About the Founder


message from our founder:

Whoever thought it was a good idea to take a gaggle of second-grade Girl Scouts on a tour of the New York Times printing plant must have been out of their minds. We all stumbled around together, clutching the fabric daisies pinned to our bright green vests like they were our life savers. I ended up momentarily getting lost from the group, and found myself alone in an intimate room with printers stamping black words on giant rolls of paper. Pressing my fingers against glass, I watched the buzzing machines scratch stories down for the world to read. Despite the scary moment of being briefly separated from all of my friends, I left this experience chalking it down as one of the best days of my life. Even as an 8-year-old, I knew that I had witnessed the power of conversations through writing.

It didn’t take long after that for me to discover the art of storytelling. As a 3rd grader, I was enrolled in a poetry class where my instructor told me “Write about what scares you. If it doesn’t scare you, it’s not worth writing about”. And so, pen in hand, I used writing to conquer my biggest fears. I fell in love with this medium and used it as an opportunity to express my thoughts about serious global issues. As I grew older, I started using words to advocate for areas that I was passionate about, like diversity and education systems. 

I was originally inspired to start Girls Who STEAM after the pandemic, after I had a chance to reflect on issues that face women, including ways I saw them reflected in my own community. I wanted to use my passion for storytelling to highlight the voices of women and provide others with resources. That was how we started, and it is crazy to think of the way my dream has grown with the help of so many people and communities.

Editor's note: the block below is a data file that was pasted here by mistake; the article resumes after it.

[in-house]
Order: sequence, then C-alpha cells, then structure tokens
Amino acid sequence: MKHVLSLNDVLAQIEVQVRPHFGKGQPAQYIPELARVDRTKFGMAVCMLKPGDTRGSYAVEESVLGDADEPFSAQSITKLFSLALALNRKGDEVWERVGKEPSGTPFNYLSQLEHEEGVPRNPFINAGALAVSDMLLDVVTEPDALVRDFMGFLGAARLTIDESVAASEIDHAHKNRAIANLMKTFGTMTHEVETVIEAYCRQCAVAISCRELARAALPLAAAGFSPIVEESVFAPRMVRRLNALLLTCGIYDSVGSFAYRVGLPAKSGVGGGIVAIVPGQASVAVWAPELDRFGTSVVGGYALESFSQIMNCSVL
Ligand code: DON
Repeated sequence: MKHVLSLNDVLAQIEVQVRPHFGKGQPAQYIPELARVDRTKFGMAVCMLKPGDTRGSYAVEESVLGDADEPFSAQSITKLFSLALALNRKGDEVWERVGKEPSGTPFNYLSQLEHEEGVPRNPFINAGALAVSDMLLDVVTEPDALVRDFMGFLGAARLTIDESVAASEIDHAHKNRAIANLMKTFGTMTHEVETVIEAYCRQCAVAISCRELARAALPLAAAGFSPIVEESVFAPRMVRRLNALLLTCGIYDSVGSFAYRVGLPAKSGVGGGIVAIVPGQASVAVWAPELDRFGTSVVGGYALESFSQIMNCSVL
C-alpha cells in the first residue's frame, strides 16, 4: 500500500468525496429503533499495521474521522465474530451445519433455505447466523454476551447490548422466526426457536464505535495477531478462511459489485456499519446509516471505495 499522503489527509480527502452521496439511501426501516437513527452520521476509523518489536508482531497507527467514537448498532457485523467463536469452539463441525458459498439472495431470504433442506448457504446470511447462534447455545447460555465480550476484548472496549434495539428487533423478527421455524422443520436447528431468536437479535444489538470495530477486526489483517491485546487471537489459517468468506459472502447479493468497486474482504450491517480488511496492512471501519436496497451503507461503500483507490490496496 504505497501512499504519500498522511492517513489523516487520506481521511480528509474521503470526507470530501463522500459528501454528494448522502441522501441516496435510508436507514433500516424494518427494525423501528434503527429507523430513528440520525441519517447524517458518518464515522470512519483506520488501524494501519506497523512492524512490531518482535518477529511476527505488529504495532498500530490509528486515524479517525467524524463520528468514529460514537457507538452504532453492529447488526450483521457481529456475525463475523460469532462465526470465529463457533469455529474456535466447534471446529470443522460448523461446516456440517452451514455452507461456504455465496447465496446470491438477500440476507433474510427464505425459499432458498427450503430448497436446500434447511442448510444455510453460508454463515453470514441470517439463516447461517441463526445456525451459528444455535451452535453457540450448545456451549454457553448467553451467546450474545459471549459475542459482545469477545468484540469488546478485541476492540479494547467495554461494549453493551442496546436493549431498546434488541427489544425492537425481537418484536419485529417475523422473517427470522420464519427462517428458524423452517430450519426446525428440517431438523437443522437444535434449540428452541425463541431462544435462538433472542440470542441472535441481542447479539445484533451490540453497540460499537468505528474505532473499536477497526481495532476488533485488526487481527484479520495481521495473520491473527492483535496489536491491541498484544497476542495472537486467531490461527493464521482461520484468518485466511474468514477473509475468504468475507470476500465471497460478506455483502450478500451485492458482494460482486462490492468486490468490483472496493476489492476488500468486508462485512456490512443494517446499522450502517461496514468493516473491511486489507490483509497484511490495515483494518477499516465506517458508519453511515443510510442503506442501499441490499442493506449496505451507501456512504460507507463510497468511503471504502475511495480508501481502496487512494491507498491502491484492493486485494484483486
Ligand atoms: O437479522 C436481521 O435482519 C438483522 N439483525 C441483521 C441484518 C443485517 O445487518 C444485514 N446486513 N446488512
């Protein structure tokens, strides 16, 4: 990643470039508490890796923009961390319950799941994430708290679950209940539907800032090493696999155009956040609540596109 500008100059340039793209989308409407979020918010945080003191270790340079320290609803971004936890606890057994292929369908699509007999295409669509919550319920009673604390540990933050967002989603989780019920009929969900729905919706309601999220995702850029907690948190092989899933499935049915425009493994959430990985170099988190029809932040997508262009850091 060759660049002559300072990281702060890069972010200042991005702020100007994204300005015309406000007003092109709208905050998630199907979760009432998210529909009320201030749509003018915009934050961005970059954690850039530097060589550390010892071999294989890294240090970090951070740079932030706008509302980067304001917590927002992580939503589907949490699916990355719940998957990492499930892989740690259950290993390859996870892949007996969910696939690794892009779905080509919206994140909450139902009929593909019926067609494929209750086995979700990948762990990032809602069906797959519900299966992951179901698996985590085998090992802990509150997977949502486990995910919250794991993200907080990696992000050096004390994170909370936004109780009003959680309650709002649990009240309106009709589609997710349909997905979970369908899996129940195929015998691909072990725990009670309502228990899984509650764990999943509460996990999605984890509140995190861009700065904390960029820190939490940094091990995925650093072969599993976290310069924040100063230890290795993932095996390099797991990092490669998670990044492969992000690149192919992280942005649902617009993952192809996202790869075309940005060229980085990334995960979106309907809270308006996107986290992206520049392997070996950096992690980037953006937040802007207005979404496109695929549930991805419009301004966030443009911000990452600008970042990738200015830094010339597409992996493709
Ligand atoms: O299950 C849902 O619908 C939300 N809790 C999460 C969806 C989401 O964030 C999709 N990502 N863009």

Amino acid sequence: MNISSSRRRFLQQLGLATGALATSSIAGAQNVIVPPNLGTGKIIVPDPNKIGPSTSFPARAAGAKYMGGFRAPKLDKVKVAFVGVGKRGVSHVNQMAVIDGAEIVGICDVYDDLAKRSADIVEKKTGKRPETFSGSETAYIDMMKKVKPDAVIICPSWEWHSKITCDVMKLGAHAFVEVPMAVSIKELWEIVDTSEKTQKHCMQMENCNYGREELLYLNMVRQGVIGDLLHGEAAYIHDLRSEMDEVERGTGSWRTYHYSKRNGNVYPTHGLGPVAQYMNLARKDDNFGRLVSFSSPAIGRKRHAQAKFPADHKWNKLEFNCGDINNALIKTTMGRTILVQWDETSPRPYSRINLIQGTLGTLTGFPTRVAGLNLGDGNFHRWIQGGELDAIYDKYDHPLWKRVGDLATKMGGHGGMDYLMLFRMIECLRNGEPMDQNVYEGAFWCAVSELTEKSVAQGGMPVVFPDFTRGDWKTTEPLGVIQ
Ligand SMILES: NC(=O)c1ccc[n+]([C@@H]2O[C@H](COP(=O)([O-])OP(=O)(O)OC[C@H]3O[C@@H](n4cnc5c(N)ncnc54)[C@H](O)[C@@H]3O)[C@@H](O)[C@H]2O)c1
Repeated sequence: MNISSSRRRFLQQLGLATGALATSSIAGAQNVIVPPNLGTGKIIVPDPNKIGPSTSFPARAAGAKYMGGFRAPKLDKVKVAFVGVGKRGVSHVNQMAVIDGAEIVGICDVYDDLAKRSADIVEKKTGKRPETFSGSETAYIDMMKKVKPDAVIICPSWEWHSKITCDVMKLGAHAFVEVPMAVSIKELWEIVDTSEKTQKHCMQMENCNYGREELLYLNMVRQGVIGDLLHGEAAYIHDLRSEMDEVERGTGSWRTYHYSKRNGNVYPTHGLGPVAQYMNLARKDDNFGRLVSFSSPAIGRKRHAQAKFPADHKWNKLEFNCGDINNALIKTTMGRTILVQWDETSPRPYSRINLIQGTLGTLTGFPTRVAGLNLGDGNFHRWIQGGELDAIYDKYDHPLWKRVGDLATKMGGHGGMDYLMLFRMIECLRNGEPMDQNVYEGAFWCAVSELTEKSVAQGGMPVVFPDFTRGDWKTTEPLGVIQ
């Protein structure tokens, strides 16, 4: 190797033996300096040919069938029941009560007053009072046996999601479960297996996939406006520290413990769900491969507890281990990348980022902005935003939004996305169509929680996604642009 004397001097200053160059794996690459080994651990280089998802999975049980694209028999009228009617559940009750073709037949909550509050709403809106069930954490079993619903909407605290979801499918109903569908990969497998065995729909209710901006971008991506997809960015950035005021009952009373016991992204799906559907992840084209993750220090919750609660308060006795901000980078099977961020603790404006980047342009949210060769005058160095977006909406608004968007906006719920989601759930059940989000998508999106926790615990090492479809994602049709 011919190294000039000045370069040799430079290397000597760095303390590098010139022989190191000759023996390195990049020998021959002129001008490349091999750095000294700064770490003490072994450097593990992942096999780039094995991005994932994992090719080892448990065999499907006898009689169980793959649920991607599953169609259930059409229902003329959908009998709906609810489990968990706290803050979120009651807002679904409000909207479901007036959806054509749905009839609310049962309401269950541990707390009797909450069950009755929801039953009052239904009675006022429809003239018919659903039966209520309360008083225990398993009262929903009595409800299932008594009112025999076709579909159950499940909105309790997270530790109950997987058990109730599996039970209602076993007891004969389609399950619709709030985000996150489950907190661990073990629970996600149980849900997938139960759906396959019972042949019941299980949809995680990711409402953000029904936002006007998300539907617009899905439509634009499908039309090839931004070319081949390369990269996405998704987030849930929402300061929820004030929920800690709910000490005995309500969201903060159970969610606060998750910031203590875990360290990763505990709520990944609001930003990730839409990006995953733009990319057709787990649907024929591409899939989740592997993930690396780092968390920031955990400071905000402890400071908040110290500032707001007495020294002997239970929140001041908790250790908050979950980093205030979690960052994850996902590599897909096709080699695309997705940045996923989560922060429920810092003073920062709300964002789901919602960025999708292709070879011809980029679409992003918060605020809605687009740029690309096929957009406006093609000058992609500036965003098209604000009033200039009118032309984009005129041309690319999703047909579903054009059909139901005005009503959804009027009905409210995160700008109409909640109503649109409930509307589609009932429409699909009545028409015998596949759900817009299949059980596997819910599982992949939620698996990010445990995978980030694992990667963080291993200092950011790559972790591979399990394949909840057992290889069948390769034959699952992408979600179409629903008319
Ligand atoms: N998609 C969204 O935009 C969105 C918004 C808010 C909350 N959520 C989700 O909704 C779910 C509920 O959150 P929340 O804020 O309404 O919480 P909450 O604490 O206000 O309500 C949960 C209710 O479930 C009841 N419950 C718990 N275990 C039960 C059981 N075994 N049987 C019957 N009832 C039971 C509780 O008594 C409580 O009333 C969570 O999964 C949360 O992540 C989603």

The issues facing women are a widely recognized issue, and alot of orginaztions are actively working in the fight to close it. However, while many focus on empowerment and financial support to adult women, fighting it through the lens of a workforce, this organization tries to stop it by starting young. We connect with children across the world to essentially be a free supplement to most standardized education curriculum, advocating for giving them a stronger education in STEM and financial literacy, as well as mental health workshops and career events. We value the hands-on approach in fostering active learners. One of our signature events has been our pitch competition. The idea behind it is relatively simple… teens would submit their plans for a startup addressing issues that they were passionate about. All will then have the opportunity to be graded by a cohort of judges, who will then award the top three winners with prizes and recognition. All participants will leave with custom feedback and an idea for a potential business plan. Submissions ranged from the idea of starting a bilingual children’s book business to creating a community that provided resources for mothers. We were able to inspire these younger girls by giving them something most other places would not offer; a chance to exercise real-world skills despite their age. 

Our project focuses on impacting in ways that are both big and small; we focus on reaching as many girls as possible and work on developing life-long mentorship with those interested. Since we were founded, Girls Who STEAM has held 70+ events, has a community of 5,000+ individuals, made 25,000+ impressions, led by 100+ volunteers, and impacted more than 4,000 girls through our workshops. We believe that this is mobilizing the next generation of leaders and changemakers. 


 At the end of the day, our work serves as a reminder that there always is the power of women's mentorship. After I complete major projects in my organization, I receive some letters, emails, and DM's from excited participants with a newfound interest in this subject. Whether this is 7-year-old girls excited about the new slime they created or college students with a determination to stick with their STEM major, it is very gratifying to know my mission and goal have been attained. 

- Sriya Tallapragada

student at the Pingry School in Basking Ridge, NJ